“ENOUGH! Everyone who has something where people’s lives depend on it follow me. Everyone else, head to the conference room and decide who is next among yourselves, and we will call you as soon as we can. Major! Have the nurse meet us at his room.” I had never been so glad to see Sylvia in my life, and never been more impressed. I was about to say something gushing when she turned on me, “And you! Did you even have enough sense to drink a glass of water in the last six hours?”

“Not …”

“Do I really have to follow you around all day to keep you in working condition?”

“Um …” I said with great suaveness.

“Just how do you survive without any form of common sense … ” and on she went. I knew that she was really furious, because she was starting to repeat herself. It was kind of odd that it wasn’t bothering me until I realized that although she was criticizing traits I had, she wasn’t attacking me directly. This was a good thing, because it just doesn’t look good when one of your battle leaders starts crying because someone yelled at him.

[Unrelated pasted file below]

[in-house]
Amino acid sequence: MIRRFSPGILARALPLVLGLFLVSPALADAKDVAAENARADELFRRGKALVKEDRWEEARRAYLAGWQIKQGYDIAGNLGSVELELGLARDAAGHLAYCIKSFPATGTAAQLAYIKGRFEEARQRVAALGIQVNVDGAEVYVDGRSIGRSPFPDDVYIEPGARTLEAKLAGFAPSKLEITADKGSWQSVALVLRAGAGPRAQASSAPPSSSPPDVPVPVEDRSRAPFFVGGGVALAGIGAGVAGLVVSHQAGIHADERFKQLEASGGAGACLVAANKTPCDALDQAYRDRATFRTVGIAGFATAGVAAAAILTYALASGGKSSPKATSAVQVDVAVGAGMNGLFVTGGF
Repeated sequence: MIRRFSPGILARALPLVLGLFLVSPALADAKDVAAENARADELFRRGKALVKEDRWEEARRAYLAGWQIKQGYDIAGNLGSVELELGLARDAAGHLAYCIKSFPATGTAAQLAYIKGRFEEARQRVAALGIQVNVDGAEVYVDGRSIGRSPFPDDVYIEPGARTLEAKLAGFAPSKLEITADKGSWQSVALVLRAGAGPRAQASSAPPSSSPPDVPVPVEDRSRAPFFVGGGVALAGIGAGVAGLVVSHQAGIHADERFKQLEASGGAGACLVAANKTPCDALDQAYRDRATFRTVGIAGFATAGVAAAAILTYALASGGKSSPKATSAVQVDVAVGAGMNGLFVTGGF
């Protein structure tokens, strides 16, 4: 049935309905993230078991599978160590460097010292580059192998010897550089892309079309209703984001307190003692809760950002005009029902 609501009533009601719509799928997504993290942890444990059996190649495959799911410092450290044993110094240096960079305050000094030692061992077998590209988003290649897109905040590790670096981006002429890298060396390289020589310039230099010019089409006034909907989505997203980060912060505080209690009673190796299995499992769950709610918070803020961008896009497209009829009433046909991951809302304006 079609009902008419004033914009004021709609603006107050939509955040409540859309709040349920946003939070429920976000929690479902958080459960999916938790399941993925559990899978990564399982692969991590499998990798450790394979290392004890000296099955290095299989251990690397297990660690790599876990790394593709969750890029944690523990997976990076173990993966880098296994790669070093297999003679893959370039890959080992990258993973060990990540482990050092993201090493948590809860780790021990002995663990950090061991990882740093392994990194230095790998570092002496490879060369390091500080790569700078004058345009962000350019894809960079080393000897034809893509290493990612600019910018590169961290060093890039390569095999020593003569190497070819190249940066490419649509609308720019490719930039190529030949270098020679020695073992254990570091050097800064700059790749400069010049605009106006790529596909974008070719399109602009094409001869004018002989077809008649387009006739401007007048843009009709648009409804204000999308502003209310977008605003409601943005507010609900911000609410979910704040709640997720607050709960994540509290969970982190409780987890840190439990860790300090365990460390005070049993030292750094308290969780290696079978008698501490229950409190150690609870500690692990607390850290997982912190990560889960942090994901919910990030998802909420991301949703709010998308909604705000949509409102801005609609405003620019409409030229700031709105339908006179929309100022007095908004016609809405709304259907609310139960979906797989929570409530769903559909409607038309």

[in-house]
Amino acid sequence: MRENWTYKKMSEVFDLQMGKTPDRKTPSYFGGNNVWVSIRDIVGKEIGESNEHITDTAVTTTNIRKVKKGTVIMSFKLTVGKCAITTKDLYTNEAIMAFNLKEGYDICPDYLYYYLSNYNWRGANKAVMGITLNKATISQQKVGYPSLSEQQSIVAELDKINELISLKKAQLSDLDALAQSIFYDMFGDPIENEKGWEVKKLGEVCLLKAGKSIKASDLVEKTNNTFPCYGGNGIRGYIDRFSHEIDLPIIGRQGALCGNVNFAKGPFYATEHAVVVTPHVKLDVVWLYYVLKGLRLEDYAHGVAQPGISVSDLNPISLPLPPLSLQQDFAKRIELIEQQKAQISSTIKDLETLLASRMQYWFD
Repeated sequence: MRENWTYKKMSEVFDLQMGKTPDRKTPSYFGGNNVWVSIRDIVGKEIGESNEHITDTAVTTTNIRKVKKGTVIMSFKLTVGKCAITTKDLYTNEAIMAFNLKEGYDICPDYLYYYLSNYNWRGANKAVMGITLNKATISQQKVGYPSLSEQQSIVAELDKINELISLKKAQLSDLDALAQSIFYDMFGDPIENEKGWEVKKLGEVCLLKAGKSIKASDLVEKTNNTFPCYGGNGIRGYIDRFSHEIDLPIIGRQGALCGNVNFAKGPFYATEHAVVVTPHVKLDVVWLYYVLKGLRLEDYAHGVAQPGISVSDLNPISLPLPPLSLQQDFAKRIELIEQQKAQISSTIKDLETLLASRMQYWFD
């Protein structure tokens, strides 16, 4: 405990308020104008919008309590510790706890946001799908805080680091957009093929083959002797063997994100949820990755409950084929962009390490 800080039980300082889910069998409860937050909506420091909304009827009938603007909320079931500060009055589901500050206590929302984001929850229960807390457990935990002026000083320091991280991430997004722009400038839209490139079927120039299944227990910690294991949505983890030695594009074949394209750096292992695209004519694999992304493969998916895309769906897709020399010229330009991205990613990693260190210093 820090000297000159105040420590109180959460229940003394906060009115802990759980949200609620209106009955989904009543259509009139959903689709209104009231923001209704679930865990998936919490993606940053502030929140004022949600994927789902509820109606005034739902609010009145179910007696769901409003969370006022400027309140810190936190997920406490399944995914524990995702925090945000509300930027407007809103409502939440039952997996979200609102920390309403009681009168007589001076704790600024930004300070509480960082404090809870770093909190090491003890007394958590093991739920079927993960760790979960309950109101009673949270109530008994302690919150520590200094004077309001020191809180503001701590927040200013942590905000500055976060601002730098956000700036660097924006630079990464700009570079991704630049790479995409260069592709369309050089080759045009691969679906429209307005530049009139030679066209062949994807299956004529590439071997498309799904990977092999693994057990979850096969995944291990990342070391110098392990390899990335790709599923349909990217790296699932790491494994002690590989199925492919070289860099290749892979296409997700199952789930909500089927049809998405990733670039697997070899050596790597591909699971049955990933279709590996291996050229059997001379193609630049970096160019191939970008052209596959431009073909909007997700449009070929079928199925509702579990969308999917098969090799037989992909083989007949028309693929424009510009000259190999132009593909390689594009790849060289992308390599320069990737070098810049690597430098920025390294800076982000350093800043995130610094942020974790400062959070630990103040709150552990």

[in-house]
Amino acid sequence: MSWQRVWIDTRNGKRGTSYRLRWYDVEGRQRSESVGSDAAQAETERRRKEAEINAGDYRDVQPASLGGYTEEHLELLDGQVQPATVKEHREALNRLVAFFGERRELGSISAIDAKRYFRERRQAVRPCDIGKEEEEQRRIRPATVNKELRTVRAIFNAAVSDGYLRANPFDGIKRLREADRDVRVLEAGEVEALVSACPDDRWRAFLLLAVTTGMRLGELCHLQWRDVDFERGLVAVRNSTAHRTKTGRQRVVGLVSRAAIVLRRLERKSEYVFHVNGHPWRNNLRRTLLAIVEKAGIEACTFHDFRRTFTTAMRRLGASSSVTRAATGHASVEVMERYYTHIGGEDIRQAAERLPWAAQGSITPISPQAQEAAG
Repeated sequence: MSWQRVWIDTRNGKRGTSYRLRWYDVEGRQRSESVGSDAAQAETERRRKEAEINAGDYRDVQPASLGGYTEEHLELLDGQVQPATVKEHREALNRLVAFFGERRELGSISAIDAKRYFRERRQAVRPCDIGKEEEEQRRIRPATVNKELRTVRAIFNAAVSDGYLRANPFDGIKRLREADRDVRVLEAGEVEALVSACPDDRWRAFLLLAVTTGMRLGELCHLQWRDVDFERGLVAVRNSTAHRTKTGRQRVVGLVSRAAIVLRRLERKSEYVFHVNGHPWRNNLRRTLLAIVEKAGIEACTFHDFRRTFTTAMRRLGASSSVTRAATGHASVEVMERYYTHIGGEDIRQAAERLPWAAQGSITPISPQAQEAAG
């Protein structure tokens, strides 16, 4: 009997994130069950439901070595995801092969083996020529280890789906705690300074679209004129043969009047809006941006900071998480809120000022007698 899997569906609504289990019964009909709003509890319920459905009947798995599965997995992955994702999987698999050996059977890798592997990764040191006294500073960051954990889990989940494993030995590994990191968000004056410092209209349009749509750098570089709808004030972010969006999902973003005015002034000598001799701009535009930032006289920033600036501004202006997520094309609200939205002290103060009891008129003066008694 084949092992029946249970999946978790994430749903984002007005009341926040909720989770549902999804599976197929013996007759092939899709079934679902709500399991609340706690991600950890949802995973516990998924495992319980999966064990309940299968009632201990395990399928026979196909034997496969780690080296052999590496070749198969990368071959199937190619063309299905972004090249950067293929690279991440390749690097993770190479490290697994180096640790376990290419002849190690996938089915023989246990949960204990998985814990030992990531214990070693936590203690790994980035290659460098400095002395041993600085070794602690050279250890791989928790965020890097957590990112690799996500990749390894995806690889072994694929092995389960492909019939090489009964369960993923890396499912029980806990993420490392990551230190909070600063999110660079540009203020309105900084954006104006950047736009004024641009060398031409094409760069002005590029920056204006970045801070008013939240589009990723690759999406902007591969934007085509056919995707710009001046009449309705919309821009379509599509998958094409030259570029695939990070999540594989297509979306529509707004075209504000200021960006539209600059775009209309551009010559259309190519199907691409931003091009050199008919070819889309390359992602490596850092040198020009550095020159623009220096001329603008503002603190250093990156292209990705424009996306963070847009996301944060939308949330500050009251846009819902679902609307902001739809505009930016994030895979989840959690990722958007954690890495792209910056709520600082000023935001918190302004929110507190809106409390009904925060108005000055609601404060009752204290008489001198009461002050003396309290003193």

My head was starting to clear and Sylvia was running out of breath as we were climbing up to the deck my room was on. I glanced back to see that there were only three people still following us, and recognized one of the C&C plane’s pilots, “Pete, can you summarize it in ten seconds or less?”

“Eh … this place doesn’t have a control tower and the skies are getting hairy around here.”

“What have you been doing?”

“The other pilots and I have been trying to do it from the cockpit, but we can’t coordinate with anyone else because they don’t speak much English, and we don’t speak any Japanese.”

I thought for a few paces and came up with an evil scheme, “Have Eddie in communications put you in contact General Abe’s office, and then drop it in their lap.”

“That’s kind of …”

“They have the authority to order this problem out of existence. Get on it.”

“Yes sir.”

I finally reached my door and Sylvia eased me down into the room’s only chair. The man at the doorway also was wearing the uniform of a Transport Aircraft Captain, “Do I know you?”